Getting Started With Laravel

I’m using the laravel-base as starting point. For starter, the laravel-base’s Readme.md already covering it well.

Database Tables

Since I want to store some data in the db, the first thing to do is to create the table’s schema. You accomplish this using the artisan command:-

php artisan make:migration create_customers_table --create=customers

This will create the schema migration file in database/migrations/2015_12_06_095232_create_customers_table.php. The file look like:-

<?php

use Illuminate\Database\Schema\Blueprint;
use Illuminate\Database\Migrations\Migration;

class CreateCustomersTable extends Migration
{
    /**
     * Run the migrations.
     *
     * @return void
     */
    public function up()
    {
        Schema::create('customers', function (Blueprint $table) {
            $table->increments('id');
            $table->timestamps();
            $table->string('name', 255);
            $table->text('address');
            $table->string('phone_no', 255);
        });
    }

    /**
     * Reverse the migrations.
     *
     * @return void
     */
    public function down()
    {
        Schema::drop('customers');
    }
}

The column id and timestamps were added by default but you have to add other column manually. Once you have filled up the file with all the column you want, you can run the migrate command to let laravel create the corresponding database table:-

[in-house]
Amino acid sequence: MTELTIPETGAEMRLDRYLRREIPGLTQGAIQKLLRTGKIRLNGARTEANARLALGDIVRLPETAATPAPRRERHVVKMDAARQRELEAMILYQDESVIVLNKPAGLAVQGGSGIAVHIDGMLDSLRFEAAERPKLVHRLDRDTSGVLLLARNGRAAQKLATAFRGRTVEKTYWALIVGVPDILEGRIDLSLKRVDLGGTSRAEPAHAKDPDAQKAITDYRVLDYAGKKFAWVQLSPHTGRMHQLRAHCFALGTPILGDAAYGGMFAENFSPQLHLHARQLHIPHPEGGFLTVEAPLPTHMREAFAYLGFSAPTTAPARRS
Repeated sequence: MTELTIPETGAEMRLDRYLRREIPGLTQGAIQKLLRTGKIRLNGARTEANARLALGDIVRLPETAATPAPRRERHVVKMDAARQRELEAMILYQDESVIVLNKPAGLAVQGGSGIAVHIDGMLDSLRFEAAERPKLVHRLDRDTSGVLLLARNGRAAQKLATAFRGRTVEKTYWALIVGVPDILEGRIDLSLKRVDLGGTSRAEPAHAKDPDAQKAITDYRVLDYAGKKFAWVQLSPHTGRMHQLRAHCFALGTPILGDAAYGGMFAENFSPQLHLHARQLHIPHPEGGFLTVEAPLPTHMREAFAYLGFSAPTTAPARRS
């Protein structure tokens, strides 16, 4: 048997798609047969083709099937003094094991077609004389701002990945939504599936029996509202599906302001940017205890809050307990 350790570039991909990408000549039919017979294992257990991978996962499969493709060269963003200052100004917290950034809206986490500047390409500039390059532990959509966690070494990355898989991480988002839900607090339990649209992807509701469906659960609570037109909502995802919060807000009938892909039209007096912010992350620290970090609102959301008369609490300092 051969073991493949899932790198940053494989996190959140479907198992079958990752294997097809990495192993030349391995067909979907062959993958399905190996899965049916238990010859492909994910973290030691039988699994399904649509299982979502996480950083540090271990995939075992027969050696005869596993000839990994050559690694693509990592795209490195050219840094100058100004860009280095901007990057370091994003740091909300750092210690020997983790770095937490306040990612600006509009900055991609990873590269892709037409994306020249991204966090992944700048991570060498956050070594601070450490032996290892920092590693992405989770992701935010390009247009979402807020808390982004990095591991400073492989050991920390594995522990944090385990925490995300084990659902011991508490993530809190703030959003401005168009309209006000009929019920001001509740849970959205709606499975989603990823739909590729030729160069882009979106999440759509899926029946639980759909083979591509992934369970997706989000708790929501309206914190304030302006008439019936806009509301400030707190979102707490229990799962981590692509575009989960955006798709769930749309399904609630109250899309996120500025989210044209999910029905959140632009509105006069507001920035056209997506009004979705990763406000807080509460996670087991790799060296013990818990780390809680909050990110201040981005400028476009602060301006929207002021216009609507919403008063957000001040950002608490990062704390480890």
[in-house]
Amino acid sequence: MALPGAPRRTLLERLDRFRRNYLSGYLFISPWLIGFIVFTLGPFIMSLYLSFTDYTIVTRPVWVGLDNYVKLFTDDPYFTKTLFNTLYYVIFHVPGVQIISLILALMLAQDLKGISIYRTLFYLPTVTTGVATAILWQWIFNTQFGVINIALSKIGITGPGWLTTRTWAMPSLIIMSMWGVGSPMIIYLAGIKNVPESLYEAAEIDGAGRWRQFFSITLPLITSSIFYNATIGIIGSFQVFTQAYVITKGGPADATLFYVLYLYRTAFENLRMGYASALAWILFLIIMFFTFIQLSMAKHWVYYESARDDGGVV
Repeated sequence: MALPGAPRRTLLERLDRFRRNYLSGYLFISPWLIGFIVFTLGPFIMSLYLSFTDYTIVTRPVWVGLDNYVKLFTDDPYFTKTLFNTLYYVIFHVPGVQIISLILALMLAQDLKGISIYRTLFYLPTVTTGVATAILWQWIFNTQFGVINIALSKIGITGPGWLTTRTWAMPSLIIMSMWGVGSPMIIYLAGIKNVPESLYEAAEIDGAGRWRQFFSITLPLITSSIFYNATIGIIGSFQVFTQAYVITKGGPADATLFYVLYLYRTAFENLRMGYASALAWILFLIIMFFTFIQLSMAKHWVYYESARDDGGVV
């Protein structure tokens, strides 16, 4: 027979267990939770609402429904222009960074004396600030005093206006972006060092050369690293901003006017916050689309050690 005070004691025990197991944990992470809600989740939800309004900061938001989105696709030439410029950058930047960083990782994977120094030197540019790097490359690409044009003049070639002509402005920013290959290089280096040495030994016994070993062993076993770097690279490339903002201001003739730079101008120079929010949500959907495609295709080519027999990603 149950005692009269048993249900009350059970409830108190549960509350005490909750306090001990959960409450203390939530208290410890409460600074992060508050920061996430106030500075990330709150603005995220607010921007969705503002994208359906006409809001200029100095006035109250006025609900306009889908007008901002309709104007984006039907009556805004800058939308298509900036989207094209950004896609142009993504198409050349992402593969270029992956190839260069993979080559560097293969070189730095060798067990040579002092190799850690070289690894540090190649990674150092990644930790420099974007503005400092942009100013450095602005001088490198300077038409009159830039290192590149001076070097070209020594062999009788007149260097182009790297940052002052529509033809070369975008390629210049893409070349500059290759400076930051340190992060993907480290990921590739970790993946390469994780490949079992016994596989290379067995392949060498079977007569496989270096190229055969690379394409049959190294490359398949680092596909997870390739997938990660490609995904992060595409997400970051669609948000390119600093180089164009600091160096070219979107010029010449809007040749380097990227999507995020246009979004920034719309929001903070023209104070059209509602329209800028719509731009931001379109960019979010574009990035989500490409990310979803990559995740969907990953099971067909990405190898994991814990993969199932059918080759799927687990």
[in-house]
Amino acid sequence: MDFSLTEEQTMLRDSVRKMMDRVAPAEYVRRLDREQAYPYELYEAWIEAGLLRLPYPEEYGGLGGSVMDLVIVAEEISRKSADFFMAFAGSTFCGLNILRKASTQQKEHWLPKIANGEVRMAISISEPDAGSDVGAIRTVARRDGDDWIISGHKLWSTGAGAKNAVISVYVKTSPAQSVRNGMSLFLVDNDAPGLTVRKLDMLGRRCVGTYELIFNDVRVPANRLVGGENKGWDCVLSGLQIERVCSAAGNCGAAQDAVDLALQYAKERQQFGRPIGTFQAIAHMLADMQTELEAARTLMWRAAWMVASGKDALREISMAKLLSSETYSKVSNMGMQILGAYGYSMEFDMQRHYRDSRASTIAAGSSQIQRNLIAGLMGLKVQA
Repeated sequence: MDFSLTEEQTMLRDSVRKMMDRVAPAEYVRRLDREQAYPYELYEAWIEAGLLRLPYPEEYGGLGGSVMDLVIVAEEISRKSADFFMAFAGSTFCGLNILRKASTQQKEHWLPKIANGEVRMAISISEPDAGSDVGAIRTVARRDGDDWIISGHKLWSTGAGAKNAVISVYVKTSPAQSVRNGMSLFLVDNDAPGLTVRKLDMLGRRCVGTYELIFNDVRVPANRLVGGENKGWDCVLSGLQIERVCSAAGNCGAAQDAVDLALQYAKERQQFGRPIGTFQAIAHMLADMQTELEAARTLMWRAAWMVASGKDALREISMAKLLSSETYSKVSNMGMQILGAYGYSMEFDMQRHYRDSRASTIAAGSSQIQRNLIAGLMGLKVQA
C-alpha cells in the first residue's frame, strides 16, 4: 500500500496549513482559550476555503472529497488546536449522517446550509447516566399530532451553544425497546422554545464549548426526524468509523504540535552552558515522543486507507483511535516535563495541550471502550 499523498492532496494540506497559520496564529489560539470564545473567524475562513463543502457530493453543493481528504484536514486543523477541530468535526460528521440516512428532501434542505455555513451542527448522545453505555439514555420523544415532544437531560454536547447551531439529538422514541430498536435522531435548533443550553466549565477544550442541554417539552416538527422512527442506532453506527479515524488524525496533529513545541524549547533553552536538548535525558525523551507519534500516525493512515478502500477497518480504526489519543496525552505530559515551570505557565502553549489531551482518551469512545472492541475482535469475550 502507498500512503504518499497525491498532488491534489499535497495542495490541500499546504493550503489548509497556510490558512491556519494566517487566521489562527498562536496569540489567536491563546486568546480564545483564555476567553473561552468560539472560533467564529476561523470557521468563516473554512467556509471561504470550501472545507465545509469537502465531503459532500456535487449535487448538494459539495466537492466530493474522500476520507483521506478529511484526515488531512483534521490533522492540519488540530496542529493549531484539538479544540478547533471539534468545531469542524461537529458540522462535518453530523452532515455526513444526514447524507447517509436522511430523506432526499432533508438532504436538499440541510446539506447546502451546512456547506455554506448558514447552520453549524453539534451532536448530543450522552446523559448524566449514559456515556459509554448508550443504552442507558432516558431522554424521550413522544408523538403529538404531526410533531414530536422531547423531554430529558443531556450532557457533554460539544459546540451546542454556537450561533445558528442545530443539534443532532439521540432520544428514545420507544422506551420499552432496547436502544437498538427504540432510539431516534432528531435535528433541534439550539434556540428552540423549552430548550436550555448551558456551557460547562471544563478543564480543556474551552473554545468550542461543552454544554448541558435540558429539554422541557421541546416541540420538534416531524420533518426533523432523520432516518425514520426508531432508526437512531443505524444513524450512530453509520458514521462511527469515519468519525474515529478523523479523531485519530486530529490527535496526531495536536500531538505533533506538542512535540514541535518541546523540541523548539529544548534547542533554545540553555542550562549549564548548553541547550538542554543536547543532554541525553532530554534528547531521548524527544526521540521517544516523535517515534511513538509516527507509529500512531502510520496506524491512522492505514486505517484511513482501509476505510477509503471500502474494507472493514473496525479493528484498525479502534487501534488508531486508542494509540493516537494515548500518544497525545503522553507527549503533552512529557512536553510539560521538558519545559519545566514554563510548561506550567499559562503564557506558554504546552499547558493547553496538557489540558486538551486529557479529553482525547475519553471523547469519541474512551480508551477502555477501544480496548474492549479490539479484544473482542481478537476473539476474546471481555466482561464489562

php artisan migrate

Model

To interact with the database, Laravel use an ORM named Eloquent. To create the model, we can ru the command:-

php artisan make:model Customer

This will create a file named Customer.php in the app/ folder. I wish the artisan command show the exact path where the files being generated instead of just showing:-

Model created successfully.

Controller

Controller will be the meat of the application as this is where user request being processed. To create the controller, we run the command:-

php artisan make:controller CustomerController

This will create a file app/Http/Controllers/CustomerController.php. The file will contain a class with some pre-defined methods:-

<?php
class CustomerController extends Controller
{
    /**
     * Display a listing of the resource.
     *
     * @return \Illuminate\Http\Response
     */
    public function index(){}
    public function create(){}
    public function store(){}
    public function store(Request $request) {}
    public function edit($id) {}
    ...

Routing

Having a controller alone is not enough as Laravel still don’t know about the controller and it relation with the incoming request. So we need to define a route that will match the url user request with the controller. Open /app/Http/routes.php and add the routing config:-

<?php
Route::resource('customer', 'CustomerController');

With above route definition, if you try to access url such as http://localhost:8000/customer, Laravel will execute the index() method in CustomerController class. This is where I got stucked initially, as the existing routes defined in laravel-base look like this:-

<?php

Route::get('/', function () {
    return view('welcome');
});

Route::controller('auth', 'Auth\AuthController');
Route::controller('password', 'Auth\PasswordController');